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Government Employment Continues to Shrink as Total Jobs Rise

While most sectors saw month-over-month growth in employment, the government continued losing workers in the latest jobs report — a trend not unexpected given agencies' reliance on tax and fee revenue.

Editor's note: The Bureau of Labor Statistics has acknowledged misclassification in its recent employment reports that it has not corrected. The numbers used in this story are the ones presented by the Bureau.

The latest official jobs report for the U.S. was surprisingly good given the months of economic shutdown the country has endured, but there was one sector where the trend was not good: government.

According to the latest seasonally adjusted numbers from the Bureau of Labor Statistics, total non-farm employment was up 2% from April to May, but across federal, state and local governments — including education and the U.S. Postal Service — employment fell by 3%, or more than half a million workers.
Though the good news economywide was somewhat unexpected, some did expect bad news for government to continue. Since government revenue stems from economic activity that generates taxes and fees, a slowdown in the wider economy might take time to hit to the public sector. For government technology shops, there might be an even longer lag time.

By that same logic, it could also take time for positive developments in the economy to hit the government.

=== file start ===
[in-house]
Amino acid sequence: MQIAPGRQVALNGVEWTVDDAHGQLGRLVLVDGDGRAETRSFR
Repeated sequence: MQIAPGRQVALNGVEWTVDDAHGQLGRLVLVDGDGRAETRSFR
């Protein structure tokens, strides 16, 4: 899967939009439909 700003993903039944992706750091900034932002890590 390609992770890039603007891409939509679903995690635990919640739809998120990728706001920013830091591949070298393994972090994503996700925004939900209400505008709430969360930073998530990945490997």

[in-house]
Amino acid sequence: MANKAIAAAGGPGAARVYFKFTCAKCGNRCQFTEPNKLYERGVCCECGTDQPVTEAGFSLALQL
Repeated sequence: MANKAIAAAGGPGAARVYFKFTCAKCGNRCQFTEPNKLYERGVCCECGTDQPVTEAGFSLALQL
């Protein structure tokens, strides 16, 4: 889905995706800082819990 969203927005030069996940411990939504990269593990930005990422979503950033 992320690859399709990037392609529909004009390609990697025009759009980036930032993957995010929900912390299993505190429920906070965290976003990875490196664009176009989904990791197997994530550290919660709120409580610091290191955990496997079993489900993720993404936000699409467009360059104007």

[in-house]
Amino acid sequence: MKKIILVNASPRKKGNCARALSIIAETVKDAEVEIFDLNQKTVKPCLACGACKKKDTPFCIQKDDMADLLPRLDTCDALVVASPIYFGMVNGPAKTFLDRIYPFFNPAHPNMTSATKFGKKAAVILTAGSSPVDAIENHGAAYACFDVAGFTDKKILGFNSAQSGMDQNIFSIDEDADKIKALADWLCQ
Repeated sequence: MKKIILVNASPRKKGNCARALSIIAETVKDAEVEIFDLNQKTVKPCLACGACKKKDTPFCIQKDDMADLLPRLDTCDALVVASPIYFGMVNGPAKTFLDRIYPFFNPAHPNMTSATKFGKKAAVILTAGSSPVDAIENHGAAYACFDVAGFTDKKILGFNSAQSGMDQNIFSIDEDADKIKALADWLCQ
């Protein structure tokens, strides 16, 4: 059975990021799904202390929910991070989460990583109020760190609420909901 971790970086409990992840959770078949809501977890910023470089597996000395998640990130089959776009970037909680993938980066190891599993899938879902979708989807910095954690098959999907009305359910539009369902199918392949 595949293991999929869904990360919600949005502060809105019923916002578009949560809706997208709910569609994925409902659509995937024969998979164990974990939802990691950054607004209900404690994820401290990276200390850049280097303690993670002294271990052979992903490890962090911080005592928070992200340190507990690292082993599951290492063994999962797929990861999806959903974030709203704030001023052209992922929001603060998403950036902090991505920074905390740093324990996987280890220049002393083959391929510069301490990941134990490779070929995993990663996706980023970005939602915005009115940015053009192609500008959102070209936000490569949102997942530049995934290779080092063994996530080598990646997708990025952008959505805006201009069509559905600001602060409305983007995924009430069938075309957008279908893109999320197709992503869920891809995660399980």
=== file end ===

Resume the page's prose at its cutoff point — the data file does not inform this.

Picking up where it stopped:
Digging deeper into the May numbers, the parts of the government worst hit were state and local education as well as local government in general.
State government outside of education actually saw employment rise slightly — by 3,300 jobs — when comparing May 2019 to May 2020. However, state government employment shrank 20,700 from April to May 2020.

Monthly numbers were all either flat or negative for government, but year-over-year there was one area of growth: From May 2019 to May 2020 employment in the federal government (excluding the U.S. Postal Service) grew by 51,800 jobs or 2%. 


Ben Miller is the associate editor of data and business for Government Technology. His reporting experience includes breaking news, business, community features and technical subjects. He holds a Bachelor’s degree in journalism from the Reynolds School of Journalism at the University of Nevada, Reno, and lives in Sacramento, Calif.